Blogs > Cliopatria > TWU Says No

Jan 20, 2006 8:23 pm

TWU Says No

Wow. The MTA (correctly, in my opinion) came under heat for elements in the contract that seemed to reward the illegal strike. I can't imagine the city or state providing a more generous offer. The final vote was 11,234 to 11,227: are there any hanging chads?
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Louis N Proyect - 1/22/2006

Mr. Kramer, Michael Bloomberg's crude remarks do not necessarily indicate his class position in society. Unfortunately, ordinary workers--including in the TWU--are capable of the same sort of sexism. However, I do find it interesting that he had this sort of profile at Salomon Brothers. If you want to find out more about the "big swinging dicks" at this firm, you might check Michael Lewis's excellent "Liar's Poker".

Jacques David Kramer - 1/22/2006

So let me get this straight--thirty years ago you worked someplace where someone once told you that Mike Bloomberg (or someone who looked like him) once made a comment about a nice ass on a woman? I see--so therefore, give the transit workers whatever they want!

Louis N Proyect - 1/22/2006

What makes you think that Freddy Ferrer was any less tied to the corporate world? To get to the point where you are the Democratic or Republican Party candidate for mayor of NYC, you need to have a track record of serving Wall Street, big real estate and retail businesses. If people had voted 60 percent for Ferrer, it would have amounted to the same thing. Tweedle-Dee. Tweedle-Dum.

If Pataki and Bloomberg had their way, there would be no TWU and subway token clerks would be making the same money as hamburger flippers at MacDonalds. If the Daily News and the NY Post manage to convince the hamburger flippers that they have the same economic interests as Pataki and Bloomberg in opposing the TWU, that just shows the power of propaganda--at least in the short term. In the long term, workers will realize that they have nothing in common with the rich. In a distorted way, the dismal poll ratings for the President and Congress reflect that.

Robert KC Johnson - 1/22/2006

The last I looked, Bloomberg was re-elected with almost 60 percent of the vote, carrying a majority of every voting bloc except for Hispanics. Maybe the people of the city aren't smart enough to vote against someone who's in the pocket of corporations, but I doubt it.

With regard the the TWU, I'd say a pretty sizeable portion of the MTA's ridership (maybe a majority?) is less well-off than the subway workers. Since a bloated contract will certainly mean a fare increase, it seems to me hard to play a class card in analyzing the issue.

Louis N Proyect - 1/21/2006

The city government and the state government are not corporations, but they are in the back pocket of corporations. Bloomberg and Pataki's fulminations against the TWU are not those of impartial public official but those of somebody who act on behalf of big business. This is especially true of Bloomberg who I used to do some computer programming for in the mid 1970s when I was at Salomon Brothers. When an African-American female programmer on my team learned that I would be working for Bloomberg, she gave a sour face. What's wrong, I asked. She said that he is a sexist and racist pig who was infamous for shouting out things like "Look at the tits on her" when a typically Latin or Black female secretary would walk across the trading floor.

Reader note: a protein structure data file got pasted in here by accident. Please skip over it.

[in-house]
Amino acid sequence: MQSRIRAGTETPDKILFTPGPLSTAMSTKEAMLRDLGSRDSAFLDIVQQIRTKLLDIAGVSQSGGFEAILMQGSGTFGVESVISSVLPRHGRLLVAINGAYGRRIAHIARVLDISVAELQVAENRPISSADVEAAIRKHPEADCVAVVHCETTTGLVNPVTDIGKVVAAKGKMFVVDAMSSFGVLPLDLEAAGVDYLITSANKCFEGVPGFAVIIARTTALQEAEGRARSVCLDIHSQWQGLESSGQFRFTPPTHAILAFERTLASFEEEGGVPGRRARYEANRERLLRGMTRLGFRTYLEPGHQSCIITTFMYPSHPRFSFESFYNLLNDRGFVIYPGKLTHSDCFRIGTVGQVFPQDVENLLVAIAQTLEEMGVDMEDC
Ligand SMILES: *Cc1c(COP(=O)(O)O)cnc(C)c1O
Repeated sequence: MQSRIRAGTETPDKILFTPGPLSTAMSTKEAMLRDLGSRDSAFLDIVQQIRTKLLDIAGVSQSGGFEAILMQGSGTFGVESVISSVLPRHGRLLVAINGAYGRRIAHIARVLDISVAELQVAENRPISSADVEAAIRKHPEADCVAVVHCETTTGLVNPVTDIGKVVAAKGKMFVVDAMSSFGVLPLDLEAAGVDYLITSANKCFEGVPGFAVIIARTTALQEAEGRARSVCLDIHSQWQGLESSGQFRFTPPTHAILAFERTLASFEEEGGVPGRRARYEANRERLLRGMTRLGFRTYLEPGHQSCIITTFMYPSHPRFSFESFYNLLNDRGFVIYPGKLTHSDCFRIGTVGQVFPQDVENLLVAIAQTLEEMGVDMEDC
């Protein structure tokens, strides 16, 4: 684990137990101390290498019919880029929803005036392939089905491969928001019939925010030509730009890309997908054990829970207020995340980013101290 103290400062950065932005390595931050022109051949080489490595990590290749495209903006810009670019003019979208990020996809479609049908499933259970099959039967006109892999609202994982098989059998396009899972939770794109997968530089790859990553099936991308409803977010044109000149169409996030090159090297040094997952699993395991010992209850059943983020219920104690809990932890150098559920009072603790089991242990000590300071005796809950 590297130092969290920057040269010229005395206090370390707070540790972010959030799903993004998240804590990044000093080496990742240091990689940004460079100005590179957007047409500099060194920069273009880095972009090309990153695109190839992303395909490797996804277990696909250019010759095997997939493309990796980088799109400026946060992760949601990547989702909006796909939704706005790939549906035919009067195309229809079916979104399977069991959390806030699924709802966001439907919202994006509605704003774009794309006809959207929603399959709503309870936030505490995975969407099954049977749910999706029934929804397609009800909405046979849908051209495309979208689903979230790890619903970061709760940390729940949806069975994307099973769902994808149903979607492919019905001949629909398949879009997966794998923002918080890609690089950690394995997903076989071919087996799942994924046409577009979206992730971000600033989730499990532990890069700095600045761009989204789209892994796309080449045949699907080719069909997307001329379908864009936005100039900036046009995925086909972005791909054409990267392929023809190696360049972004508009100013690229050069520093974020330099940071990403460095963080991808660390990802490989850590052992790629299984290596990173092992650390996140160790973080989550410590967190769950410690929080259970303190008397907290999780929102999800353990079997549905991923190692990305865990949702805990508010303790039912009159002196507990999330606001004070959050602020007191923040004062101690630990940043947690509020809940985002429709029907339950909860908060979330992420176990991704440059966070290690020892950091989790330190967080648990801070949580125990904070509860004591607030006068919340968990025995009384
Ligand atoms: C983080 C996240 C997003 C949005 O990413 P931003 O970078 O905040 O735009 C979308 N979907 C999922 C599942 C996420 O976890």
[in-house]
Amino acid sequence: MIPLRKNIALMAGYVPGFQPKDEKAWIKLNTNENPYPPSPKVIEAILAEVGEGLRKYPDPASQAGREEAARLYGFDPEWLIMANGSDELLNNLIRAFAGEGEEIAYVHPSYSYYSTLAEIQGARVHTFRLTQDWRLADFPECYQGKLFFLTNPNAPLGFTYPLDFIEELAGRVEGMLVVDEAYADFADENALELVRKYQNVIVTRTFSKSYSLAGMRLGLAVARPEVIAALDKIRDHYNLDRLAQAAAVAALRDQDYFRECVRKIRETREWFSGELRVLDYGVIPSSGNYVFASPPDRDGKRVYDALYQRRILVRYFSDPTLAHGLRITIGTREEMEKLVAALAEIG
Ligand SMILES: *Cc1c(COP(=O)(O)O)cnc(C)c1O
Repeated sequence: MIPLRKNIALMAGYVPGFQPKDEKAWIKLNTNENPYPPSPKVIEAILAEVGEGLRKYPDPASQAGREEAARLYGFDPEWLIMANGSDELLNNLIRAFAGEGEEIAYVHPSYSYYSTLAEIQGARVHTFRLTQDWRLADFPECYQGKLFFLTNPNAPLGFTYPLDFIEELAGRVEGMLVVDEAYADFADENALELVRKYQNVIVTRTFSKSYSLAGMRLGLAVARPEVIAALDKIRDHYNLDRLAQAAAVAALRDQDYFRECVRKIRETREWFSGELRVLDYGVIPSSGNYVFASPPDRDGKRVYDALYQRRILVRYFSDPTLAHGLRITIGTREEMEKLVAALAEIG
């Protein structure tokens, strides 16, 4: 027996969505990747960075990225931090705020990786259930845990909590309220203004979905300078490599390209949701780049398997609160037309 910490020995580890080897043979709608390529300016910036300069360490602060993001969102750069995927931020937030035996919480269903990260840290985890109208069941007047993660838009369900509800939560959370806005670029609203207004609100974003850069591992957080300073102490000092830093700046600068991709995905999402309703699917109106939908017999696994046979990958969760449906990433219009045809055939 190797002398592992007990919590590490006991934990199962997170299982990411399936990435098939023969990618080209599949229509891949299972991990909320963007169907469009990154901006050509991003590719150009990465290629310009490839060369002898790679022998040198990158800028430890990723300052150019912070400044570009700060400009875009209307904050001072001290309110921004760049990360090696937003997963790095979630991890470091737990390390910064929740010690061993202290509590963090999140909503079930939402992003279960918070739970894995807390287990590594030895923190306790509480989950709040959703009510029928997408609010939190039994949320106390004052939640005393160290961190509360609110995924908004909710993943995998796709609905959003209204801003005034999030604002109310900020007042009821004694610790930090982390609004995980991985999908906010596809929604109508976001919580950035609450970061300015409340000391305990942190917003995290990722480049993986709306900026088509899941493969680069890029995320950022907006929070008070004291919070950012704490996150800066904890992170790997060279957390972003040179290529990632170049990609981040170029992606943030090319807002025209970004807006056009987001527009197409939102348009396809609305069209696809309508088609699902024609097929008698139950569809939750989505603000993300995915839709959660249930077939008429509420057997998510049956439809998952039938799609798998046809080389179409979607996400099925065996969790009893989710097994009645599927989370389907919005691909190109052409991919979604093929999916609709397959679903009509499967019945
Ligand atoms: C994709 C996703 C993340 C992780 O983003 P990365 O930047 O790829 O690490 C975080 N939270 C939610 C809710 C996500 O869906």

Robert KC Johnson - 1/21/2006

But, of course, the taxpayers of New York, the city government, and the state government are not corporations.

By drawing the line in voting no, the likely outcome is that the contract will go to binding arbitration, and TWU workers will wind up with a worse contract than what was rejected.

Louis N Proyect - 1/21/2006

There is a real question of how responsive Toussaint is to the ranks. He was a reformer but became a bureaucrat as many reformers do once in power. In any case, I think it is a very good thing that the trade union movement draws the line on questions such as these. There has been a steady erosion on all sorts of benefits from pensions to health insurance for the past 10 to 20 years--all in the name of protecting profits. Workers are forced to give back things that they once possessed or risk losing their jobs if a company closes its doors. This is a form of corporate blackmail.

Robert KC Johnson - 1/21/2006

Right. But a contract negotiation is usually just that--a negotiation. Neither side gets everything it wanted. The final deal gave the TWU a complete victory on pensions, a bizarre payoff plan that would have allowed some of the strikers to avoid their fines, and pay raises beyond what the MTA's "final offer" entailed. If the anti-contract members take the position that they won't ratify any contract unless the MTA concedes on every issue, I have a feeling they're going to be waiting for a contract for a long time.

Louis Nelson Proyect - 1/20/2006

The authority also agreed to make Martin Luther King's Birthday a holiday, and it dropped its demand that future workers pay 1 percent of their wages toward health premiums. The union's current workers do not pay premiums for their basic health plan.

Mr. Toussaint has said he would steadfastly oppose having workers pay health premiums.

(NY Times, Dec. 23, 2005)


TRANSIT UNION LEADERS approved a contract deal with the Metropolitan Transportation Authority last night, essentially ending an all-out labor war that saw 33,700 bus and subway workers walk off the job last week.

The MTA will be able to start addressing soaring health costs, with workers - who had not had to contribute toward health care premiums - now giving 1.5% of wages for it.

Union dissident John Mooney said he opposed the pact because of the first-ever worker contributions to health premiums, calling it a "dangerous trend."

(Daily News, Dec. 28, 2005)

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